Analysis and modeling of data from automated milking systems
Automated milking systems (AMS) are an integral part of modern high-tech dairy farms. For each milking, AMS collect thousands of data points through sensors and recording systems. The aim of this project is to develop methods for analysing the massive high-frequency datasets that result, covering hundreds of thousands of milkings. This includes automated analysis of milk flow during milking and total milk yield over time, with the end-goal of improving animal health while maintaining a high milk production. The project is a collaboration with industry and researchers at the Beijer Laboratory for Animal Science and the at the Swedish University of Agricultural Sciences.
Keywords: big data, complex data, functional data analysis, machine learning.
Methods for handling censored data
Measurements are said to be censored if it only is known that they are above or below some limit, but not by how much. Traditionally, censored data arises in studies involving the time until an event, where the event may not have occured for all individuals when the study ends. In such cases, we only know that the time until the event is greater than the length of the study. Censoring has also become a frequent issue in modern medicine and biology, where concentrations of chemicals are measured e.g. in samples of body fluids. When a measurement falls below the detection limit of the instrument used, the exact concentration of the chemical remains unknown. This project is concerned with evaluation and development of methods that handle censored multivariate data. It is motived by applications in medicine and proteomics, most of which come from my continuing collaboration with researchers at the Uppsala Berzelii Technology Centre for Neurodiagnostics.
Keywords: censoring, hypothesis testing, estimation, classification.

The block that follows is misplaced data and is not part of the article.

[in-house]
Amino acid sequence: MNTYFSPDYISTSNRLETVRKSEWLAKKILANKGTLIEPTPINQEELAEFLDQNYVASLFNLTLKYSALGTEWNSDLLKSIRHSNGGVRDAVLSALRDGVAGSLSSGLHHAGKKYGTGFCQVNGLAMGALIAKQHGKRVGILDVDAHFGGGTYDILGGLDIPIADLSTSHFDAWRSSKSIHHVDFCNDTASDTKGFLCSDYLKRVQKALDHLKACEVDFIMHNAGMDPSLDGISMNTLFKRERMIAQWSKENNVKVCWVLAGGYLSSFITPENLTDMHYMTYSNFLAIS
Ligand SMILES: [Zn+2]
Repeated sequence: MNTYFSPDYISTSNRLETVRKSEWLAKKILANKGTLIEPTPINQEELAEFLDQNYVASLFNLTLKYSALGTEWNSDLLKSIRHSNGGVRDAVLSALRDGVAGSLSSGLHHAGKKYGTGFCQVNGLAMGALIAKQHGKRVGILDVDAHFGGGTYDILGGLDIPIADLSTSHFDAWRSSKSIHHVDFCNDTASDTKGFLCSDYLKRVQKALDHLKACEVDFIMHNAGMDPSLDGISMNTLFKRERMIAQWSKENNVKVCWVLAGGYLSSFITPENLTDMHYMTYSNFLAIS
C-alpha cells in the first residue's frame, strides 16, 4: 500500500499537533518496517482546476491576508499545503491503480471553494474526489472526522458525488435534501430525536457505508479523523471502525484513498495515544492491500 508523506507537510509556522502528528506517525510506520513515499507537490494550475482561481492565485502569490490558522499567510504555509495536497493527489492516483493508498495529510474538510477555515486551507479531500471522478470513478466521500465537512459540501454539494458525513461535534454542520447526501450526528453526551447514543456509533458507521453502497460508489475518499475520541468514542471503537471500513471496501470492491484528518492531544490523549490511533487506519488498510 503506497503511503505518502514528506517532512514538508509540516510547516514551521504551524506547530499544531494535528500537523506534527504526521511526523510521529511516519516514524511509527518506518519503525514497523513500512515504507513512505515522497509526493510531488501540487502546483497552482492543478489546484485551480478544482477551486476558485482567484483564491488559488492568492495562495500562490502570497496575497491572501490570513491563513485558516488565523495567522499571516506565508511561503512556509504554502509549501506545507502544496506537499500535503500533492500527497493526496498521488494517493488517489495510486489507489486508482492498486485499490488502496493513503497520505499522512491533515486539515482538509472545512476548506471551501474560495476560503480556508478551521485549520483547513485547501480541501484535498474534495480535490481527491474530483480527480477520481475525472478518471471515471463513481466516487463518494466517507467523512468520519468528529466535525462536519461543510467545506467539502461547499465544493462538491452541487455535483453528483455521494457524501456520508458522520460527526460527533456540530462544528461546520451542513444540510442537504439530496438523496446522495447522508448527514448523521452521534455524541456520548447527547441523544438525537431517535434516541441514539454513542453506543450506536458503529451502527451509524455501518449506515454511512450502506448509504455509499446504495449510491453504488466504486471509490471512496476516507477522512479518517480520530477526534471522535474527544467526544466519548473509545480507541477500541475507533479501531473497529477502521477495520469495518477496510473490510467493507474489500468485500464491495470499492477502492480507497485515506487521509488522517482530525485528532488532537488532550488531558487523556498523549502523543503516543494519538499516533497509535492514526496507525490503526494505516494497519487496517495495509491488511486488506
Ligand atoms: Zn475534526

Improving classification methods and predicting one-sided-violence events
Using one of the world’s best databases on conflict data, the aim of this project is to make forecasts for one-sided-violence events, defined as the use of armed force against civilians, either by the government or by an organised group. This involves developing classification methods that deal with methodological challenges such as class imbalances in the data and how best to assign weights to different variables. The project is a collaboration with PhD student David Randahl at the Department of Peace and Conflict Research at Uppsala University, whom I co-supervise.
Keywords: classification, prediction, machine learning.
Other research interests
In addition the topics listed above, my research interests include:
- Multivariate statistics, in particular hypothesis testing, classification and high-dimensional problems,
- Inference for discrete distributions, such as inference about proportions or odds ratios,
- Computational statistics,
- Invariance properties of statistical methods,
- Asymptotic expansions,
- The interplay between Bayesian and frequentist ideas.
See also my list of publications.